Advertiser’s have a lot of investment requirement when doing anything with new media. Things they need to be aware of include:

  • Critical mass of unduplicated/unique reach
  • Uniform technological standards
  • What is the optimal creative formats
  • Smooth buying process
  • Is the data we need in place
  • High-quality service and product standards

As an advertiser, before you get involved with VOD you need to decide what your goals are. What are you trying to achieve?

Another reason for the slow adoption of VOD is that there’s a high barrier to entry. Think about VOD compared to traditional banner advertising. What does it take to produce a high quality video advertisement vs. a banner? There’s certainly a lot more effort and funding needed for quality video than for a static banner ad.

And how many advertisers actually produce high quality video content? Not as many as those who can produce banner ads. Bob says that there’s an expectation from the media/sales perspective that this is wonderful. That may be true but we still have a long way to go in terms of standardization before we can buy this media and have it make sense in terms of ROI. Part of that process includes informing the viewers that there is more content out there if they want it.

What about the logistics of VOD buying and selling? Why is so difficult to get big businesses to sign on? The panel notes the following:

  • Agencies with legacy T V business behave differently than agencies with legacy offline businesses.
  • Zero based planning is uncommon. Buyers need benchmarks to justify buys. Right now they have none.
  • Most sales organizations have commission structures favoring traditional media.
  • There is resistance to change because it’s very difficult to give up the business and the profit structure that you’ve set up to date.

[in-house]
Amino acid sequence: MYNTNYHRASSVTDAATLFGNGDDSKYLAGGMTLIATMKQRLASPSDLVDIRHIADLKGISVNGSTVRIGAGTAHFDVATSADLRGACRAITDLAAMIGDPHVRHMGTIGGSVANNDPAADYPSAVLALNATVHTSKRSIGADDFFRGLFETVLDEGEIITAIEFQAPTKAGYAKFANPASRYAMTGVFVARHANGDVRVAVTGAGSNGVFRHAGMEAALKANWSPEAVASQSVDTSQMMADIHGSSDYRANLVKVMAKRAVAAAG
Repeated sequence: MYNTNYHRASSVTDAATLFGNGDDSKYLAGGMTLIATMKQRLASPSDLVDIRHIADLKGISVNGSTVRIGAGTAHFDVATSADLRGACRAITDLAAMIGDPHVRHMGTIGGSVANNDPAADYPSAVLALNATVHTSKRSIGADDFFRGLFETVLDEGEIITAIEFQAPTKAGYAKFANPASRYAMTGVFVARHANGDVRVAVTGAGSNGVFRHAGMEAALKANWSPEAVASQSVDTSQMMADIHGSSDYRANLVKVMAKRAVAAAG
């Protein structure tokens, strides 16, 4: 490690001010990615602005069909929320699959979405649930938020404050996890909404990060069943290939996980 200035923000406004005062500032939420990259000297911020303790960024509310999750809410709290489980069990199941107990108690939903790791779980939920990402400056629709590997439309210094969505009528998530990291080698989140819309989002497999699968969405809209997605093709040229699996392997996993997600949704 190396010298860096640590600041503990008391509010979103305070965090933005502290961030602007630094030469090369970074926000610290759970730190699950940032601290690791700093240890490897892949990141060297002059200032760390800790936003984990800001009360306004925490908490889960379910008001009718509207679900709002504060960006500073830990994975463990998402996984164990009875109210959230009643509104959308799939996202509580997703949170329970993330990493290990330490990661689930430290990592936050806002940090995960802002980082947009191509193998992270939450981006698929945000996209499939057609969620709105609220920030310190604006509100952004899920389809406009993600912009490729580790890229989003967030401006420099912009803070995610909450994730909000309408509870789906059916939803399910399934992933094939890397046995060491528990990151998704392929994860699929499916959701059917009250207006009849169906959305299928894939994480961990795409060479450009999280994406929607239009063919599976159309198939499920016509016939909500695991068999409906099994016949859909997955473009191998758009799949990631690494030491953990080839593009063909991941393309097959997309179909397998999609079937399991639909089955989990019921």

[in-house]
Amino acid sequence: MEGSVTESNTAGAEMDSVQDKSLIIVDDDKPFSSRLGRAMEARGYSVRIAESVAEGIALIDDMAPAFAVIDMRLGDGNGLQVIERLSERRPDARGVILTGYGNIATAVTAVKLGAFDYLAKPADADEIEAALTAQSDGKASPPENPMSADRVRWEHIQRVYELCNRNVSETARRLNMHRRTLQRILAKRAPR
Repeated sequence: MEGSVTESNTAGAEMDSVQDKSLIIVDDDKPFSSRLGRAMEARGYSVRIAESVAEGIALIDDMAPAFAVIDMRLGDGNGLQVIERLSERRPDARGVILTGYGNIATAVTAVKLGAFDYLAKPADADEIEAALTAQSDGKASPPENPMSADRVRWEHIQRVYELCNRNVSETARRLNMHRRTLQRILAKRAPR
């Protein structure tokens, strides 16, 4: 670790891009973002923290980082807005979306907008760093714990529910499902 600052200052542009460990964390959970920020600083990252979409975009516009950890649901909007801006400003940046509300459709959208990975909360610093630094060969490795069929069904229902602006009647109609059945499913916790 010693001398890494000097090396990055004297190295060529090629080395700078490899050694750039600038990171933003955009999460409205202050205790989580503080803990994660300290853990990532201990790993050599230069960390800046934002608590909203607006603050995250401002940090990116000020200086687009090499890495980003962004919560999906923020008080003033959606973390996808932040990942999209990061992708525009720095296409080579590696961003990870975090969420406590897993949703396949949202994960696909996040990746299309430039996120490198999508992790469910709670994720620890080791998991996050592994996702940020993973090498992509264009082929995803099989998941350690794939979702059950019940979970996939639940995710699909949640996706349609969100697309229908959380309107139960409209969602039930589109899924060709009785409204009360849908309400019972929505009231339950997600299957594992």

George claims that we can’t expect the creativity and the solutions to this problem to come from the CBS’s of the world because they have things that will not allow them to become the quickest movers. It was kind of surprising to hear George say that. Not because it’s not true, but because it something I wouldn’t want someone from a large corporation to admit to. If you know you’re not the quickest mover because you’re hanging on to legacy marketing tactics, then you should be working to change that. That’s the only way you’re going to grow.

There are hundreds of new media alternatives today. Advertisers can choose to use broadcast, stream and download, push and pull, unwired or wired, home and portable, etc. With all these new platforms, nationally-oriented, brand-based advertisers need broad targets.

George says he would not want to be in the chair of the person responsible for reaching mass eyeballs in this world of fragmentation. I don’t entirely blame him. Things are getting tougher. However, I have faith. As the panel notes, advertisers found a way to overcome magazines, the assortment of cable channels, etc, so there is hope they’ll be able to find new ways to advertise in an even more fragmented space. We’re heading into a world where measurements for the advertisers around engagement and clutter are going to be very important.

Once we’re living in a pure VOD environment standards will be set to help advertisers localize their efforts. VOD doesn’t have to be the mass advertiser’s only solution.